There was another downside. As soon as the reports reached Albany, they went straight to the press office, and out to the various media. And so it came to pass that we had a really significant case that actually deserved an SIR and I did not do one. It involved the dumping of some fairly toxic substances — various colors of printing ink — in large quantities in a wooded area. We had worked out where it had to come from, who did it, and were waiting for a judge to wake up and issue a search warrant.

Sure enough, by 7:30, I got a call from the captain demanding an SIR. I told him about the case, said we were in the middle of the investigation, that I would have it wrapped up before noon, but any leaks to the press would blow the case.

The pictures were vivid and dramatic with the bright colors, an irresistible draw for a TV crew. I was chewed out in no uncertain terms and ordered to get an SIR to him. On speaker phone for everyone in the State Police barracks to hear, his final statement was, “I am ordering you to get that report with those pictures up to me within 20 minutes. I don’t give a (expletive) that you told me about it. I want an SIR in black and white. Understand? Black and White!!”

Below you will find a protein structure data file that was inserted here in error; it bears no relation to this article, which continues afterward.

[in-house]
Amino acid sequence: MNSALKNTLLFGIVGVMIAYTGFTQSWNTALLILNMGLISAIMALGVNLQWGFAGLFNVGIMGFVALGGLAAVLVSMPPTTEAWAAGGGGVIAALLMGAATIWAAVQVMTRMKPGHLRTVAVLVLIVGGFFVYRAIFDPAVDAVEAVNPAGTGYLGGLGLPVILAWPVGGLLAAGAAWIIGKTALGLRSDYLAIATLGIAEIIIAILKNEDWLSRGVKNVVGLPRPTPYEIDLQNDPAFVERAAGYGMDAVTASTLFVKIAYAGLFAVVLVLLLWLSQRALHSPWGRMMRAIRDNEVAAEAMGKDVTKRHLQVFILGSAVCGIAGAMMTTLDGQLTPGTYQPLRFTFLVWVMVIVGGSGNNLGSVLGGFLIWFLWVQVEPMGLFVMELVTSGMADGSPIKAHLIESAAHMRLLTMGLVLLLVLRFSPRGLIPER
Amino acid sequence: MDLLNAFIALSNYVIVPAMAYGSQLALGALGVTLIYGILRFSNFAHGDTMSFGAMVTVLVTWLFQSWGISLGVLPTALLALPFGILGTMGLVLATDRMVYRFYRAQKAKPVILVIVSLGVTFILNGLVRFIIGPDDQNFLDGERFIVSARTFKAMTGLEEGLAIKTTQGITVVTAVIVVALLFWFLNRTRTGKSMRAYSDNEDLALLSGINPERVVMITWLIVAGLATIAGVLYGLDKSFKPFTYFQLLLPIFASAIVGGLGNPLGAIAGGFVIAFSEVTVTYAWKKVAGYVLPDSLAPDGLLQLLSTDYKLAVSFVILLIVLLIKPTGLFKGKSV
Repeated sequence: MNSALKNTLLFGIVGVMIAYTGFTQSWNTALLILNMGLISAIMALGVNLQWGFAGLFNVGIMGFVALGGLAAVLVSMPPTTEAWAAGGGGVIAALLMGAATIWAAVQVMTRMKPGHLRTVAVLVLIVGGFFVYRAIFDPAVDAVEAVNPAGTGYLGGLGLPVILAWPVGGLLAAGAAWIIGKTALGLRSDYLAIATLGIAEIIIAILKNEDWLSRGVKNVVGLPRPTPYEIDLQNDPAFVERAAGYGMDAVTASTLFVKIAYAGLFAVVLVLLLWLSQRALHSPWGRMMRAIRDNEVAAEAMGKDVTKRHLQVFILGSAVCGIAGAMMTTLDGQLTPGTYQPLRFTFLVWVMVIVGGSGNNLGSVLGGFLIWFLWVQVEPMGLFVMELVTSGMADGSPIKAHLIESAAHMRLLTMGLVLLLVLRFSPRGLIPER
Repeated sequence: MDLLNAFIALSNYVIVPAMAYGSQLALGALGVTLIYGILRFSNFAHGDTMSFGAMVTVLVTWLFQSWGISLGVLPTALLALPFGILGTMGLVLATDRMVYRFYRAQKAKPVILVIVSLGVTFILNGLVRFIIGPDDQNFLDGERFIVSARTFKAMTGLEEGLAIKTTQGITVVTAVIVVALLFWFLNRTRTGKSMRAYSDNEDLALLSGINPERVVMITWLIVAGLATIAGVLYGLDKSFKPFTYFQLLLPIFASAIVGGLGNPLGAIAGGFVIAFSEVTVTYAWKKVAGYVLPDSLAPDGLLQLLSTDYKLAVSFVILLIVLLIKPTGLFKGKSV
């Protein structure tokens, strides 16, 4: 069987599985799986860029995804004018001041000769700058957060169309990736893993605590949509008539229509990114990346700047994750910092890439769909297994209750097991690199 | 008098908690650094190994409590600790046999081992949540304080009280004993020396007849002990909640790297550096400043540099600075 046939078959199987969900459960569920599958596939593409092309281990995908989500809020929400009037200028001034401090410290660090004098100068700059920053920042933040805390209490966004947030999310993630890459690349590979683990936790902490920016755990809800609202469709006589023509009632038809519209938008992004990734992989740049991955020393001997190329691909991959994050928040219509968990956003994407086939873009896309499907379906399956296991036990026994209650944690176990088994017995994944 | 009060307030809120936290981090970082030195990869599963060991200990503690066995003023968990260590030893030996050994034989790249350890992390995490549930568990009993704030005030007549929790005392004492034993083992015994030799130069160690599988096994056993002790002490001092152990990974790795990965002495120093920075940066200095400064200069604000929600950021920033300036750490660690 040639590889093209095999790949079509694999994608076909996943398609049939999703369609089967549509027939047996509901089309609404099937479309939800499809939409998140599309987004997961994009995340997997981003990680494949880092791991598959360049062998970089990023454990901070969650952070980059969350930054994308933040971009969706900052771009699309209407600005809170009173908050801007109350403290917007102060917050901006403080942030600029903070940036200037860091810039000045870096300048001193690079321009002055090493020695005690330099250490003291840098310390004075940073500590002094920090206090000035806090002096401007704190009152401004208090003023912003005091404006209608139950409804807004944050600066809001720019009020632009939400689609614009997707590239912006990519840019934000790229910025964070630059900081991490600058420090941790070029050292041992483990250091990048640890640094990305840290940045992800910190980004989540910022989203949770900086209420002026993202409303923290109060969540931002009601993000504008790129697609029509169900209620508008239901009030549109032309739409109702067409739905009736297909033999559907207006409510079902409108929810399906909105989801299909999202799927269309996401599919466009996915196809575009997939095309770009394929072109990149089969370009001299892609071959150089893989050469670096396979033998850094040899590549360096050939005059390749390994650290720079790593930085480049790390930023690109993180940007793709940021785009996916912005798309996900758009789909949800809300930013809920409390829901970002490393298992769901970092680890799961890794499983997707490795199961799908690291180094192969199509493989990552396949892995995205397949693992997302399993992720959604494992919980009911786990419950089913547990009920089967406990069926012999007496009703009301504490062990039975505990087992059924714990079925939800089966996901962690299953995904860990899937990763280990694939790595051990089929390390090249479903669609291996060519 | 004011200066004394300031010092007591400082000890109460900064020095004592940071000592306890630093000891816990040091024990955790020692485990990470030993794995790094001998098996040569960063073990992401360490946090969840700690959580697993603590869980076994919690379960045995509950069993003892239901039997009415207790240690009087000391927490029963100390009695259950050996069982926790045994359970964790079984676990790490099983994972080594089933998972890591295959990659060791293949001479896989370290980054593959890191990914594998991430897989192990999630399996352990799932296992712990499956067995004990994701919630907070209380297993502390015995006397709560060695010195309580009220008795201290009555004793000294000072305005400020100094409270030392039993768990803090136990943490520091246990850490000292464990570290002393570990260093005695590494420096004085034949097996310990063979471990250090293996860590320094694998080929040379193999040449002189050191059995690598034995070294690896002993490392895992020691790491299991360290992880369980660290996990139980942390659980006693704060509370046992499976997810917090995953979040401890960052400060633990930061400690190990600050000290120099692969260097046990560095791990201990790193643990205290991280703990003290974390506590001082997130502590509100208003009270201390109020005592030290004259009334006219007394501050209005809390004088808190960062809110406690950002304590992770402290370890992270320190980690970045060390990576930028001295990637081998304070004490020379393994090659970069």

I did a cursory report and sent it to him complete with the pictures, which I had copied in black and white so they looked like nothing more than a muddy spot in the woods. I then ignored the radio until we had someone in custody.

The TV coverage had some color dramatic shots — on the 6 o’clock news. When the inevitable chewing out by command staff occurred, I truthfully reported I had been following specific orders.